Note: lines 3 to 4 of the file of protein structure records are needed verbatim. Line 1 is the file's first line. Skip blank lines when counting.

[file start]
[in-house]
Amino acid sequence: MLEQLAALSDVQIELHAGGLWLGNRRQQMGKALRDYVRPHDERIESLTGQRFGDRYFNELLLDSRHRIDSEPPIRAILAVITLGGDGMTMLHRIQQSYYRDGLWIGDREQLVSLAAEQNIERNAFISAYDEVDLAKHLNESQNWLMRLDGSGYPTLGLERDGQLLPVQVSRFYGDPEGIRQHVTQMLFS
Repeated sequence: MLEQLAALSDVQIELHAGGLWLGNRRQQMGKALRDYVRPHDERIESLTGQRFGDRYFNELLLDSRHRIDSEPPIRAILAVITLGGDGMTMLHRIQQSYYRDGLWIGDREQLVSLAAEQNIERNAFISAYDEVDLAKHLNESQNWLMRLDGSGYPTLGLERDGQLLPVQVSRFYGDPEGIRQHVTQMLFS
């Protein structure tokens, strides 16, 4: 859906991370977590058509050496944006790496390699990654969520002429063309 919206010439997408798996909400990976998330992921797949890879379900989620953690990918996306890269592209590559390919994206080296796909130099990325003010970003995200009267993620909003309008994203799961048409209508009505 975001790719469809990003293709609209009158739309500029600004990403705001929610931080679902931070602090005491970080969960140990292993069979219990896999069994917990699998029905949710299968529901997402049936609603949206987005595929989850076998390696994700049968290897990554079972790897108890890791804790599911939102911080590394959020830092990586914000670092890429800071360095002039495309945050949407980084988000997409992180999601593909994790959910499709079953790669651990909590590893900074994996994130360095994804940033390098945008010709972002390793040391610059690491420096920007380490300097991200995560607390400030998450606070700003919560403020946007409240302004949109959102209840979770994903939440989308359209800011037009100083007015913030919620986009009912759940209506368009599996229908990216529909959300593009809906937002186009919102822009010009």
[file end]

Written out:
Repeated sequence: MLEQLAALSDVQIELHAGGLWLGNRRQQMGKALRDYVRPHDERIESLTGQRFGDRYFNELLLDSRHRIDSEPPIRAILAVITLGGDGMTMLHRIQQSYYRDGLWIGDREQLVSLAAEQNIERNAFISAYDEVDLAKHLNESQNWLMRLDGSGYPTLGLERDGQLLPVQVSRFYGDPEGIRQHVTQMLFS
């Protein structure tokens, strides 16, 4: 859906991370977590058509050496944006790496390699990654969520002429063309 919206010439997408798996909400990976998330992921797949890879379900989620953690990918996306890269592209590559390919994206080296796909130099990325003010970003995200009267993620909003309008994203799961048409209508009505 975001790719469809990003293709609209009158739309500029600004990403705001929610931080679902931070602090005491970080969960140990292993069979219990896999069994917990699998029905949710299968529901997402049936609603949206987005595929989850076998390696994700049968290897990554079972790897108890890791804790599911939102911080590394959020830092990586914000670092890429800071360095002039495309945050949407980084988000997409992180999601593909994790959910499709079953790669651990909590590893900074994996994130360095994804940033390098945008010709972002390793040391610059690491420096920007380490300097991200995560607390400030998450606070700003919560403020946007409240302004949109959102209840979770994903939440989308359209800011037009100083007015913030919620986009009912759940209506368009599996229908990216529909959300593009809906937002186009919102822009010009």